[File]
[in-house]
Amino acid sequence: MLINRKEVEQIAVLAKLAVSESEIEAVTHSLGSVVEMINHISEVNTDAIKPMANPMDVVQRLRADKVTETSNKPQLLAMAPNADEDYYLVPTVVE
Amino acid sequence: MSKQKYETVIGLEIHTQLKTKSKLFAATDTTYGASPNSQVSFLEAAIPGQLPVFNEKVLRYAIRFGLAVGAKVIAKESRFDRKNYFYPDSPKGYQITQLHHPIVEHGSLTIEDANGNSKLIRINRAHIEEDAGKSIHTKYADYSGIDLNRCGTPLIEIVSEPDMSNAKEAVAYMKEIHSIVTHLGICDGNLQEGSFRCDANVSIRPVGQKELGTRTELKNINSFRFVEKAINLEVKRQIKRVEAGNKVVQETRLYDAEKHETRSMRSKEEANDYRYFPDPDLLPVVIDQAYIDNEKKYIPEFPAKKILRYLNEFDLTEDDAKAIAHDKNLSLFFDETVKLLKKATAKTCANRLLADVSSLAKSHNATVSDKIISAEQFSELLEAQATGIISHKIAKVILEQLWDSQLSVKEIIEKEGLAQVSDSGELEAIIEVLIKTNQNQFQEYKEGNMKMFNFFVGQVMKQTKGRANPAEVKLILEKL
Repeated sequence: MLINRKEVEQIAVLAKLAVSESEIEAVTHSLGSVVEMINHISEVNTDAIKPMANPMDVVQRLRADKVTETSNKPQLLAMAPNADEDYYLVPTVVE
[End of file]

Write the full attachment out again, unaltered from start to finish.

[in-house]
Amino acid sequence: MLINRKEVEQIAVLAKLAVSESEIEAVTHSLGSVVEMINHISEVNTDAIKPMANPMDVVQRLRADKVTETSNKPQLLAMAPNADEDYYLVPTVVE
Amino acid sequence: MSKQKYETVIGLEIHTQLKTKSKLFAATDTTYGASPNSQVSFLEAAIPGQLPVFNEKVLRYAIRFGLAVGAKVIAKESRFDRKNYFYPDSPKGYQITQLHHPIVEHGSLTIEDANGNSKLIRINRAHIEEDAGKSIHTKYADYSGIDLNRCGTPLIEIVSEPDMSNAKEAVAYMKEIHSIVTHLGICDGNLQEGSFRCDANVSIRPVGQKELGTRTELKNINSFRFVEKAINLEVKRQIKRVEAGNKVVQETRLYDAEKHETRSMRSKEEANDYRYFPDPDLLPVVIDQAYIDNEKKYIPEFPAKKILRYLNEFDLTEDDAKAIAHDKNLSLFFDETVKLLKKATAKTCANRLLADVSSLAKSHNATVSDKIISAEQFSELLEAQATGIISHKIAKVILEQLWDSQLSVKEIIEKEGLAQVSDSGELEAIIEVLIKTNQNQFQEYKEGNMKMFNFFVGQVMKQTKGRANPAEVKLILEKL
Repeated sequence: MLINRKEVEQIAVLAKLAVSESEIEAVTHSLGSVVEMINHISEVNTDAIKPMANPMDVVQRLRADKVTETSNKPQLLAMAPNADEDYYLVPTVVE